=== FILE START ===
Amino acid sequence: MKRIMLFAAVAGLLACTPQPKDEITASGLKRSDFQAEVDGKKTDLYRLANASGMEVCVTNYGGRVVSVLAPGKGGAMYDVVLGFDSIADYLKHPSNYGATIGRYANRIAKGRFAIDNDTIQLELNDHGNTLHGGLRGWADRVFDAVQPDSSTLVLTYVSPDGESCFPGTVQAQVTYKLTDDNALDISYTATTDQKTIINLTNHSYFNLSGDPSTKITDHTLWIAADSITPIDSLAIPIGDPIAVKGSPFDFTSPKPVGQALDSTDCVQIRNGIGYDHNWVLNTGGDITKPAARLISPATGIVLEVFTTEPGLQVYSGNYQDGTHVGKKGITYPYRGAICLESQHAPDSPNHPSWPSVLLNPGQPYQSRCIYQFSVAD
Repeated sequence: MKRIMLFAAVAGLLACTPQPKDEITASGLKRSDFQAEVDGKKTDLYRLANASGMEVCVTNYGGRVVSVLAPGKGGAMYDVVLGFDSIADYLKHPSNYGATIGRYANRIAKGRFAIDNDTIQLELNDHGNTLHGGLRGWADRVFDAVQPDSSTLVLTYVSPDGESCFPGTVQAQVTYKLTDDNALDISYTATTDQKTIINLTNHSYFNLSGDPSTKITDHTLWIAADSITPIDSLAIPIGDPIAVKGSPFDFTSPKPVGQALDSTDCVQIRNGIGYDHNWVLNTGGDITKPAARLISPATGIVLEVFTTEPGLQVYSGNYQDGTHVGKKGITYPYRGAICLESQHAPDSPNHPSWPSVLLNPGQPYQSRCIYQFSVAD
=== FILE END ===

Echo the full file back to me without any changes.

Amino acid sequence: MKRIMLFAAVAGLLACTPQPKDEITASGLKRSDFQAEVDGKKTDLYRLANASGMEVCVTNYGGRVVSVLAPGKGGAMYDVVLGFDSIADYLKHPSNYGATIGRYANRIAKGRFAIDNDTIQLELNDHGNTLHGGLRGWADRVFDAVQPDSSTLVLTYVSPDGESCFPGTVQAQVTYKLTDDNALDISYTATTDQKTIINLTNHSYFNLSGDPSTKITDHTLWIAADSITPIDSLAIPIGDPIAVKGSPFDFTSPKPVGQALDSTDCVQIRNGIGYDHNWVLNTGGDITKPAARLISPATGIVLEVFTTEPGLQVYSGNYQDGTHVGKKGITYPYRGAICLESQHAPDSPNHPSWPSVLLNPGQPYQSRCIYQFSVAD
Repeated sequence: MKRIMLFAAVAGLLACTPQPKDEITASGLKRSDFQAEVDGKKTDLYRLANASGMEVCVTNYGGRVVSVLAPGKGGAMYDVVLGFDSIADYLKHPSNYGATIGRYANRIAKGRFAIDNDTIQLELNDHGNTLHGGLRGWADRVFDAVQPDSSTLVLTYVSPDGESCFPGTVQAQVTYKLTDDNALDISYTATTDQKTIINLTNHSYFNLSGDPSTKITDHTLWIAADSITPIDSLAIPIGDPIAVKGSPFDFTSPKPVGQALDSTDCVQIRNGIGYDHNWVLNTGGDITKPAARLISPATGIVLEVFTTEPGLQVYSGNYQDGTHVGKKGITYPYRGAICLESQHAPDSPNHPSWPSVLLNPGQPYQSRCIYQFSVAD